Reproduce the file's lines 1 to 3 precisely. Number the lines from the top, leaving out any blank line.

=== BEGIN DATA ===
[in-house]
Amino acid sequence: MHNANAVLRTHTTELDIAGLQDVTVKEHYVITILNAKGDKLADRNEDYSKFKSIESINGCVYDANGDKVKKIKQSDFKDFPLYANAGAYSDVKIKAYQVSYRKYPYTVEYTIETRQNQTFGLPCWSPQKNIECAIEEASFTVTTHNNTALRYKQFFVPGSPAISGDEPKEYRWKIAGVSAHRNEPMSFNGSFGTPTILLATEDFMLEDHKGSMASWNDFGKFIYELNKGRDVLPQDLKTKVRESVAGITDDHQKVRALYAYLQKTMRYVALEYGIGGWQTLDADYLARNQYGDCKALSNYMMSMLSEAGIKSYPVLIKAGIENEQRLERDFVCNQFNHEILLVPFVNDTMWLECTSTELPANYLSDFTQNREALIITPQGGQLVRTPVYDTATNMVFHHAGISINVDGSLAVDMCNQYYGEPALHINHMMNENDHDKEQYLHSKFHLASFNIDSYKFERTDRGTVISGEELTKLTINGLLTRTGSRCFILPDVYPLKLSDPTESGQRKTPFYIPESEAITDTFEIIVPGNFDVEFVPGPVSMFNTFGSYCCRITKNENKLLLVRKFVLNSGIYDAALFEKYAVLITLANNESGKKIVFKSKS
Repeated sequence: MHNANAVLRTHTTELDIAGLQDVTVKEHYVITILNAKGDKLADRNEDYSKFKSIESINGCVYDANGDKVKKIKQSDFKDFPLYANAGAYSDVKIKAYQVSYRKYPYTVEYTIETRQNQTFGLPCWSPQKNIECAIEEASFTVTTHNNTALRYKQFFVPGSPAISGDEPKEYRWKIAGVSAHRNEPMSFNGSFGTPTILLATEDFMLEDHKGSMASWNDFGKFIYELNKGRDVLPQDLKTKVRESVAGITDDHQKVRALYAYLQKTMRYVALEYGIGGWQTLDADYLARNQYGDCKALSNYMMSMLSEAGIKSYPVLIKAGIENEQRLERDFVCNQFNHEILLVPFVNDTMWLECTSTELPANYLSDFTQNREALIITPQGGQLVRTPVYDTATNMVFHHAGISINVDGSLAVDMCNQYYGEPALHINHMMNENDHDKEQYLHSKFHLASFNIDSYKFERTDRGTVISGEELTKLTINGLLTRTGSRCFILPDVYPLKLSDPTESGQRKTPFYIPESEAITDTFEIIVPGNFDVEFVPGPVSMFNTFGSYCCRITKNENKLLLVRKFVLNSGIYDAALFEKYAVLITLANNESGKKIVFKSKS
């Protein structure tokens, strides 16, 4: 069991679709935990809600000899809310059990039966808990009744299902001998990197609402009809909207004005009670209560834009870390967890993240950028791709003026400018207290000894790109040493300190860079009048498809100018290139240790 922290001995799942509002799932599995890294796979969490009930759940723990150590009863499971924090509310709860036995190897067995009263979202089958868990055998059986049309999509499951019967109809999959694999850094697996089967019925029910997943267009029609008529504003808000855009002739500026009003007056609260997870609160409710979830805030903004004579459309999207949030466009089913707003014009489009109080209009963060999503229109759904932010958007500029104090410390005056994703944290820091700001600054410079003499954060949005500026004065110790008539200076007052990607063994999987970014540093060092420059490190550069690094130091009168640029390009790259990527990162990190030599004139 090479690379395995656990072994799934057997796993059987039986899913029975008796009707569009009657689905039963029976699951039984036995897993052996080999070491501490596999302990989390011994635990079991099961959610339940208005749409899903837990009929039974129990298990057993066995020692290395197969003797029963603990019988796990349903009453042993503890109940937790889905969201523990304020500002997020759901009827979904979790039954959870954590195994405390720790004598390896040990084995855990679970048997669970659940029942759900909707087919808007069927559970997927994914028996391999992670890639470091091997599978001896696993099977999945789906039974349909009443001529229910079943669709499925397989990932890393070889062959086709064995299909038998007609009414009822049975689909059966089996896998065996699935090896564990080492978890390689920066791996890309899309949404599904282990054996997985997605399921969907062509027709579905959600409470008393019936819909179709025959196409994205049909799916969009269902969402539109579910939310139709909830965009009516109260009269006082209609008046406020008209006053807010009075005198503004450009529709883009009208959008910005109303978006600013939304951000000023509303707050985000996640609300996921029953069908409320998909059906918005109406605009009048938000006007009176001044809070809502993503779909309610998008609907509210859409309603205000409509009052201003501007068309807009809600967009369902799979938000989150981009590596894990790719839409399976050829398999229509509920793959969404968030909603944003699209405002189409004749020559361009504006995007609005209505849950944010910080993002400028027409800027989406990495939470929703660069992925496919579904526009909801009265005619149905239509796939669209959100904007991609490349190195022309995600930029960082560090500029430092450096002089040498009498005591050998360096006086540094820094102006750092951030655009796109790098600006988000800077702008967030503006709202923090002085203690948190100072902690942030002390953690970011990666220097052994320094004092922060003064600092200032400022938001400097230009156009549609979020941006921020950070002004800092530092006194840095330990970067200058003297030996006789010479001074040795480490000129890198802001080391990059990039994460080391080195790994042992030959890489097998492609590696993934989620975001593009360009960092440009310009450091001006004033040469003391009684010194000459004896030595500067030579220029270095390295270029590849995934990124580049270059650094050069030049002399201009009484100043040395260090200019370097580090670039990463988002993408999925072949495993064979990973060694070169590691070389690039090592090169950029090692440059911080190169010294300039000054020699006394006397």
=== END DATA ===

[in-house]
Amino acid sequence: MHNANAVLRTHTTELDIAGLQDVTVKEHYVITILNAKGDKLADRNEDYSKFKSIESINGCVYDANGDKVKKIKQSDFKDFPLYANAGAYSDVKIKAYQVSYRKYPYTVEYTIETRQNQTFGLPCWSPQKNIECAIEEASFTVTTHNNTALRYKQFFVPGSPAISGDEPKEYRWKIAGVSAHRNEPMSFNGSFGTPTILLATEDFMLEDHKGSMASWNDFGKFIYELNKGRDVLPQDLKTKVRESVAGITDDHQKVRALYAYLQKTMRYVALEYGIGGWQTLDADYLARNQYGDCKALSNYMMSMLSEAGIKSYPVLIKAGIENEQRLERDFVCNQFNHEILLVPFVNDTMWLECTSTELPANYLSDFTQNREALIITPQGGQLVRTPVYDTATNMVFHHAGISINVDGSLAVDMCNQYYGEPALHINHMMNENDHDKEQYLHSKFHLASFNIDSYKFERTDRGTVISGEELTKLTINGLLTRTGSRCFILPDVYPLKLSDPTESGQRKTPFYIPESEAITDTFEIIVPGNFDVEFVPGPVSMFNTFGSYCCRITKNENKLLLVRKFVLNSGIYDAALFEKYAVLITLANNESGKKIVFKSKS
Repeated sequence: MHNANAVLRTHTTELDIAGLQDVTVKEHYVITILNAKGDKLADRNEDYSKFKSIESINGCVYDANGDKVKKIKQSDFKDFPLYANAGAYSDVKIKAYQVSYRKYPYTVEYTIETRQNQTFGLPCWSPQKNIECAIEEASFTVTTHNNTALRYKQFFVPGSPAISGDEPKEYRWKIAGVSAHRNEPMSFNGSFGTPTILLATEDFMLEDHKGSMASWNDFGKFIYELNKGRDVLPQDLKTKVRESVAGITDDHQKVRALYAYLQKTMRYVALEYGIGGWQTLDADYLARNQYGDCKALSNYMMSMLSEAGIKSYPVLIKAGIENEQRLERDFVCNQFNHEILLVPFVNDTMWLECTSTELPANYLSDFTQNREALIITPQGGQLVRTPVYDTATNMVFHHAGISINVDGSLAVDMCNQYYGEPALHINHMMNENDHDKEQYLHSKFHLASFNIDSYKFERTDRGTVISGEELTKLTINGLLTRTGSRCFILPDVYPLKLSDPTESGQRKTPFYIPESEAITDTFEIIVPGNFDVEFVPGPVSMFNTFGSYCCRITKNENKLLLVRKFVLNSGIYDAALFEKYAVLITLANNESGKKIVFKSKS